Not About Food

Using the back/ larger end of chopsticks when taking food from a communal plate

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Using the back/ larger end of chopsticks when taking food from a communal plate

tinnywatty | Jun 17, 2012 06:34 PM

So whenever I eat Japanese or Chinese food with people other than my boyfriend, we transfer food from a communal plate to our own plates with the non-eating end of the chopsticks, then turn them around to eat. As far as I'm aware, this is common practice in chopstick-using restaurants since there is no designated serving utensil. (Boyfriend and I don't bother turning our chopsticks around, and if I'm grabbing something distinct like a piece of sushi and know I won't be touching any food but the piece I'm taking, I don't usually bother unless I'm with someone very formal, which might be a faux pas).

My question is this: is this not done in Korean restaurants/tradition? Yesterday, we (boyfriend & I) were graciously hosted for a meal out by a Korean family (mother and two children) that we know slightly. She explained to us that meals in Korean restaurants are usually eaten family-style. When she demonstrated how to eat the food (wrap rice, sauce and meat in a lettuce or sesame leaf, fold up) she didn't turn her chopsticks around, so we followed her example and didn't either. She ordered a spicy pork dish mainly for us and separated out a little dish of the meat for herself (kids didn't like pork) before we started eating, so I suppose there was no real eating-end of chopstick contact there except between boyfriend & I. But in the communal dishes of various kimchees and other sauces, no one seemed concerned about dipping the eating end of the chopsticks or the soup spoons.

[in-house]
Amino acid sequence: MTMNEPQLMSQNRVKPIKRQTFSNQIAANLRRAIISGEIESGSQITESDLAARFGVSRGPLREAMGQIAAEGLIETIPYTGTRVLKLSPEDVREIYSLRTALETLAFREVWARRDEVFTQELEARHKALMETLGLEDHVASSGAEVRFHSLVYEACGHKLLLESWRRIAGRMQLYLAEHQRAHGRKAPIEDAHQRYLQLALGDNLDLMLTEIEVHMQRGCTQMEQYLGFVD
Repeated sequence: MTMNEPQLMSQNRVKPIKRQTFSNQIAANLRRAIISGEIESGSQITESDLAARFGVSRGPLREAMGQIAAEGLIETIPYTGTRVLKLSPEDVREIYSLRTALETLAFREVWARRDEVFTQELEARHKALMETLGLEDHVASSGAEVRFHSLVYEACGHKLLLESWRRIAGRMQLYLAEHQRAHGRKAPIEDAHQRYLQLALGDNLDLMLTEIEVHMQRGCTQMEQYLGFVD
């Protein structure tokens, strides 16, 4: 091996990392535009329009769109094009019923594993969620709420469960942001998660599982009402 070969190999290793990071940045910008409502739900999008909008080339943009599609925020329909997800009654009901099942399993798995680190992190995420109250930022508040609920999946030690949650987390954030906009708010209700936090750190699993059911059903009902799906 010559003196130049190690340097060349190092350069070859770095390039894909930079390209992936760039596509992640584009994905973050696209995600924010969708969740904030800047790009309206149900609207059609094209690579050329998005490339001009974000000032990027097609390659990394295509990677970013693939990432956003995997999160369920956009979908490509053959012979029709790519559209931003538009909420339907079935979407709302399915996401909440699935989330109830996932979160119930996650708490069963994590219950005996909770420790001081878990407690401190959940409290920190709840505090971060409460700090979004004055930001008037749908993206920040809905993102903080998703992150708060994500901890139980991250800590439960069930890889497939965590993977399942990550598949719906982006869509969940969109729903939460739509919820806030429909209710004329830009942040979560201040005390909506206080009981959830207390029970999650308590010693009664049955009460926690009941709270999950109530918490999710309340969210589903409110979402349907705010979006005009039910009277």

I'm not super germaphobic in this kind of situation, but I'm curious if there is a custom difference with Korean food or if the difference was specific to the fact that there were kids involved and it was a fairly casual meal.

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